Articles Posted in H.R. 1215

Republican Arizona Representative Martha McSally recently penned an article for the Arizona Daily Star about why she decided to break party alliances and vote against a bill that would take away an injured victim’s right to fair compensation.

H.R. 1215, also known as the Protecting Access to Care Act, narrowly passed the House with a vote of 218-210 in late June, thanks to 19 ‘No’ votes from Republican congress members such as Ms. McSally. While voting has yet to take place in the Senate, the slim margin by which the bill passed in the House gives many hope that Senators and Representatives are trusting their gut feelings about such a restrictive bill, as well as listening to the loud voices of their constituents. The bill would only allow victims of medical error, nursing home abuse and neglect, and of medical device and prescription drug injuries no more than $250,000 in non-economic damages, frequently referred to as ‘pain and suffering.’

No Price Tag on a Life or One’s Livelihood

An appeals court in Wisconsin ruled in favor of overturning the state’s $750,000 non-economic damages cap, with Judge Joan Kessler saying that a “cap on non-economic medical malpractice damages always reduces non-economic damages only for the class of the most severely injured victims who have been awarded damages exceeding the cap, yet always allows full damages to the less severely injured malpractice victims.”

The case was brought forth by Wisconsin’s state medical malpractice fund, an entity that is responsible for the payment of malpractice settlements and judgements against state-run facilities. The appeal came after a Milwaukee mother of 4 suffered from an infection that put her into septic shock and a coma, leading to amputation of all 4 limbs. The woman, Ascaris Mayo, was only 57 years old in 2011 when the missed diagnosis of a Strep A infection forced her to become a quadruple amputee. In 2014, a jury awarded her $8.8 million in economic damages, along with $16.5 million for pain and suffering. Under previous Wisconsin law, she would have been able to collect the $8.8 million in economic damages, but only $750,000 for pain and suffering.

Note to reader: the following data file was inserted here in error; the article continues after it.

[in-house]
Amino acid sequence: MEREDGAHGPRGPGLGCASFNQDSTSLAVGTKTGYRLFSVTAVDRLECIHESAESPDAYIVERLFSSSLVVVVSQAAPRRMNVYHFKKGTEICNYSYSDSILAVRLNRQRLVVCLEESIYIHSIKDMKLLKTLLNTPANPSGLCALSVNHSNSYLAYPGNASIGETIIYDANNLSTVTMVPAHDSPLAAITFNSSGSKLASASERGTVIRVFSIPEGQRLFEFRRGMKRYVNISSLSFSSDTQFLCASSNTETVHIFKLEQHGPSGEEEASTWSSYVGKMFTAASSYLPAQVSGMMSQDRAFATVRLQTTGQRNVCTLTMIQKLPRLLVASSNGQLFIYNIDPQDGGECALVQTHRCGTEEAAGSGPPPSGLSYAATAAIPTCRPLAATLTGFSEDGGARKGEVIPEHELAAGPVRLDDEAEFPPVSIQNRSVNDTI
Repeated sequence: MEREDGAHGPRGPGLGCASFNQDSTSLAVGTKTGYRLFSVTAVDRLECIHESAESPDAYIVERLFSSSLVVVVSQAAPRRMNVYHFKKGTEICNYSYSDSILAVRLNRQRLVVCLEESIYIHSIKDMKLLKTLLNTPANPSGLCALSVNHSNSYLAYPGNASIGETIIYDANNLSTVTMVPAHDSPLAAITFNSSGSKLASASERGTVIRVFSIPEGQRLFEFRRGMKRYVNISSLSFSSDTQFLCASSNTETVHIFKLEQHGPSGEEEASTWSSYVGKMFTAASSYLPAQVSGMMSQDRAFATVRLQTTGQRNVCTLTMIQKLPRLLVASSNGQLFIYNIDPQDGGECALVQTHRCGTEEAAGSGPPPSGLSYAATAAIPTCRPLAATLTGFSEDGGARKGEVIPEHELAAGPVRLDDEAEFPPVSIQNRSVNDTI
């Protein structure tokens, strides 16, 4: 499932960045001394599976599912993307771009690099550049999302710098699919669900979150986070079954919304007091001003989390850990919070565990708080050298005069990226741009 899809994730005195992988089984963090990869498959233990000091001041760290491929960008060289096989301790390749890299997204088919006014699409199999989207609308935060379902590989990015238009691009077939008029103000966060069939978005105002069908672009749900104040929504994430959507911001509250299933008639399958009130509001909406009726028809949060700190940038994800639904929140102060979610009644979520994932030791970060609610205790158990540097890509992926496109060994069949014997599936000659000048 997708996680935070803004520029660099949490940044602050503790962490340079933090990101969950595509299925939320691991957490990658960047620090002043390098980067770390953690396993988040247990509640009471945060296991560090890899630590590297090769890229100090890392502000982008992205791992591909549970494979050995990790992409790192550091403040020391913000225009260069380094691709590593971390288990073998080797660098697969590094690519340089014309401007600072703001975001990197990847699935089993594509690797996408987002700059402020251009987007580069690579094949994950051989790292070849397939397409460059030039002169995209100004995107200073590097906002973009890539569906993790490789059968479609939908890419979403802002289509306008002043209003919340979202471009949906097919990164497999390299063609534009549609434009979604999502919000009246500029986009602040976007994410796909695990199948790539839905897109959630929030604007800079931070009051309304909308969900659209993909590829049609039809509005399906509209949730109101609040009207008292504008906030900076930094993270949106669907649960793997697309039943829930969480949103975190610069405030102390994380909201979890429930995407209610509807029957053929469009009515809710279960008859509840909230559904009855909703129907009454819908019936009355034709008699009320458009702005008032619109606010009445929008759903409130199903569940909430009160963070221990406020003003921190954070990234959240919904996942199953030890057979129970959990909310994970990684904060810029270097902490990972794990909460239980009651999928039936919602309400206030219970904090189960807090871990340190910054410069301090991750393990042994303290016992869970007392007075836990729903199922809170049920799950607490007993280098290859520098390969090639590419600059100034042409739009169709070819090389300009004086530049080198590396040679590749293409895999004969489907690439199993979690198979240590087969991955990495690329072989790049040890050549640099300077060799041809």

It is expected that the state medical malpractice fund will attempt to take the appeal before the Wisconsin Supreme Court, but the victory of Mrs. Mayo in Wisconsin is a step in the right direction for all injured victims and those of us who fight for patients’ rights.

In a House vote yesterday, H.R. 1215, also known as the Protecting Access to Care Act, passed by an extremely close margin of 218 – 210. With such questionable support, patient advocates and all of us who fight to uphold the 7th amendment (the right to a trial by jury) feel hopeful that Senate Democrats and Republicans will vote against the bill. While the date of a Senate vote is yet to be announced, we cannot stress enough how important it is to continue contacting your Senators to voice your opposition to the bill. To make your voice heard, you can call your members of Congress by visiting www.takejusticeback.com/protectpatients.  Please act now.

Below is a statement from the American Association of Justice on the passage of H.R. 1215 in the House of Representatives:

For Immediate Release 

We’re in the final stretch of awaiting a House vote on H.R. 1215, otherwise known as the Protecting Access to Care Act. It is believed that a vote could happen at any time, leaving little time to waste in getting the message out about the deceptively named bill.

To recap, H.R. 1215 is a bill introduced in the House of Representatives and cosponsored by 3 Republican congressman from 2 states (2 from Texas, 1 from Iowa). While the name of the bill sounds like it has the best interests of Americans in mind, the grim reality is that the bill would alter the statute of limitations to bring a lawsuit against a negligent provider, as well as cap non-economic damages in medical malpractice lawsuits at $250,000, both of which override the a